As I watch the Pendleton’s peonies I just bought rush from tight little balls to full-throttle fireworks of blossoms, I keep thinking of three impossible things: the massive tornado that tunneled through our area last May 28th, my eye cancer diagnosis right before the tornado, and the pandemic that ups the ante on anxiety and the longing to live . In short, it’s been a helluva year. In long form, there’s a lot to say about how all three events can grow into greater resilience, courage, community, and imagination in a hurry.

When I went to the Pendleton’s farm last Memorial Day, I was their last customer of the day. I bought some asparagus (which they’re deservedly famous for) and plants for the vegetable garden, but mostly peonies. Poet Mary Oliver describes this explosion of a flower as unabashedly mortal with “their lush trembling,/ their eagerness/ to be wild and perfect for a moment, before they are/ nothing, forever?” I was reeling from my diagnosis through a maze of scans and tests toward what would be very painful surgery to insert radiative pellets in my eye, then remove them, and I knew the bold and brave peony was what I needed on my night table.

I spoke with John and Karen Pendleton that afternoon about the times they had to rebuild (such as when a microburst wiped out their farm) and the long hours and slim margins of the farming life. We also covered the care and feeding of the peonies, heavy balls on the ends of long sticks Karen fetched from the refrigerator for me to take home, plop in a vase, and voila! Magic happens. But only because the Pendletons, like so many local farmers, stick it out and put in the time.

The next day, the afternoon air was so weighted in humidity and danger that it was hard to think straight or breathe freely. Then the sirens started in earnest and didn’t stop for over an hour. I ran up and down the stairs to the basement many times, urging Ken to come join me in a protective underground space while he insisted he could stay outside a little longer watching the huge wall of rain approach. The only problem was that this wall held a rain-wrapped tornado (or more accurately, a bevy of tornadoes snaking together and apart), making it impossible to see what funnels of destruction were heading our way. Our son on the phone, tracking Kansas radar from his Wisconsin apartment, assured us whatever was coming was coming straight for us.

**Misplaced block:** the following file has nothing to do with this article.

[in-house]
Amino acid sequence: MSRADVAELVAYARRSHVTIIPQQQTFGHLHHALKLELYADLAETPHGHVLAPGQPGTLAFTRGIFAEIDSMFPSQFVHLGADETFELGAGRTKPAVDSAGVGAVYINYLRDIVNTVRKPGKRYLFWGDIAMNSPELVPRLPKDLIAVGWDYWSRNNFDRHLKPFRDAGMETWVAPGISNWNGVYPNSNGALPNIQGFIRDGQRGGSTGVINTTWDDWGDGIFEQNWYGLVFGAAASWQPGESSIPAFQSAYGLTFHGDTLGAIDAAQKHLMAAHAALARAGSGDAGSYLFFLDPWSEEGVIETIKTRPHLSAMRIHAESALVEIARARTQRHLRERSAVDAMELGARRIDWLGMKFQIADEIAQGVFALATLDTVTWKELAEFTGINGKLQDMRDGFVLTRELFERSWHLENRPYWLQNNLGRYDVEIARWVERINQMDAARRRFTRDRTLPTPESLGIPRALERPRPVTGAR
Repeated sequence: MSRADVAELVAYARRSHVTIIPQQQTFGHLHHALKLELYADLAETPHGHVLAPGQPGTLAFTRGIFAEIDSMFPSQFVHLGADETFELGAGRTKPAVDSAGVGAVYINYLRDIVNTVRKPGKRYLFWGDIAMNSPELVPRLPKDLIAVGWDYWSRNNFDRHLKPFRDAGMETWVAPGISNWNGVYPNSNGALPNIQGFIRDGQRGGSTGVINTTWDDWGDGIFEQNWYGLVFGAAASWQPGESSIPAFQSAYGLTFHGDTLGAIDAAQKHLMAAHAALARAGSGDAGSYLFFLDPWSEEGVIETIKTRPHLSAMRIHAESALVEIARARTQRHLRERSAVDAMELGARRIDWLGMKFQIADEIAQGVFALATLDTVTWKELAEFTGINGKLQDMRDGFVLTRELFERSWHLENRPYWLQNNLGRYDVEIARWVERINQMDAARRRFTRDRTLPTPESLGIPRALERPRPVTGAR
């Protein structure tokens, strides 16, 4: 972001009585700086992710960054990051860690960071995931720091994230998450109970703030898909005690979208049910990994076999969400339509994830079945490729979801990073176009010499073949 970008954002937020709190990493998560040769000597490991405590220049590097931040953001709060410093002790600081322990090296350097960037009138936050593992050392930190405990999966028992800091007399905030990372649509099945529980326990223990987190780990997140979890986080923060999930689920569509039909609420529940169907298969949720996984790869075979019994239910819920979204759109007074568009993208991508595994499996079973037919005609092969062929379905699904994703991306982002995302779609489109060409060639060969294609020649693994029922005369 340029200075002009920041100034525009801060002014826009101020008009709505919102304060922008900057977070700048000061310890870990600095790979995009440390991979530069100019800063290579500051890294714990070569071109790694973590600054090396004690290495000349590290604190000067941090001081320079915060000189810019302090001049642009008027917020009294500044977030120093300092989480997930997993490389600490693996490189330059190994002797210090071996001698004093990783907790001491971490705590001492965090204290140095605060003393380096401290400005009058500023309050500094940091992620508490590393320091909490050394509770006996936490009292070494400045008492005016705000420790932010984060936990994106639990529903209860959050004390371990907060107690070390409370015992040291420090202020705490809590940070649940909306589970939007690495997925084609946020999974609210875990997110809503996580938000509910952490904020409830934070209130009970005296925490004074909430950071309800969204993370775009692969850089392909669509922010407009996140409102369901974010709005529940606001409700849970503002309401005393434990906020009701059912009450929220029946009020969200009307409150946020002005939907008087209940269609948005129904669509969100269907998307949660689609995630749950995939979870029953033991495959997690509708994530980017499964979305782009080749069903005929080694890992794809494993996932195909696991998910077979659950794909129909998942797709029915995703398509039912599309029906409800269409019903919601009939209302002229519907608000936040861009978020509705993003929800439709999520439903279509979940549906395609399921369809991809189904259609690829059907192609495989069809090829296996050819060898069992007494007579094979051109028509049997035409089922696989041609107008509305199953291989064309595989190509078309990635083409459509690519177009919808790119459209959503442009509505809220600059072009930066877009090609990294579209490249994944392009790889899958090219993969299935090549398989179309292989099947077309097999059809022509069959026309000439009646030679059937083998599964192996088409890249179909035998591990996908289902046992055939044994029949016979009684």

The last time we experienced this was shortly after I completed chemo 17 years earlier to poison-cleanse all the breast cancer out of me. I remember, when Ken asked what I wanted to save, just shrugging and suggesting the animals, kids, and photo albums. That tornado lifted back up and didn’t touch us. This time I was angry, yelling at the sky, “Really?” along with a bunch of curse words.

The tornado just missed us, downing and twisting trees a tenth of a mile north. But it grew larger and stronger as it drove northeast, overtaking the Pendleton Farm. While they were safe in their basement, the home and farm they climbed upstairs to was devastated, and they were faced with the decision of whether and how to rebuild, not to mention a massive mess. People came out of the woodwork for them and for our other neighbors who lost roofs, windows, whole houses, and certainly a sense of safety in the world.

This year’s Pendleton peonies co-mingling with my irises

Since then, I’ve finished my cancer treatment, and although I’m mostly blind in what I call my magic eye, I’m okay….for now. But that’s how it always is with life and certainly how it is with the pandemic for many of us. But oh, so many losses for so many this year, the kind you can’t rebuild or just use your other eye to mitigate. There’s also the overwhelming economic and economic security losses (how high can you count?), the fear and dread of how to stay safe in this long interim between pandemic and remedy or vaccine, and so much we took for granted no longer part and parcel of routine life.

But there’s also these peonies, this year’s bouquet I bought from the Pendletons now that they’re rebuilt and rebuilding. There’s this world full of tight communities coming together to help and support their members. There’s this human tendency to start over, exhausted and heartbroken, and make something good or good enough out of brokenness.

“Do you love this world?” Mary Oliver asks in her poem, “Peonies.” Yes, I do, so much, especially now when the tender beauty and intoxicating scent of a flower is surprisingly strong enough to hold me, even with the possibilities of wild weather in this body and across this land and nation. I wonder what next year’s peonies will tell us.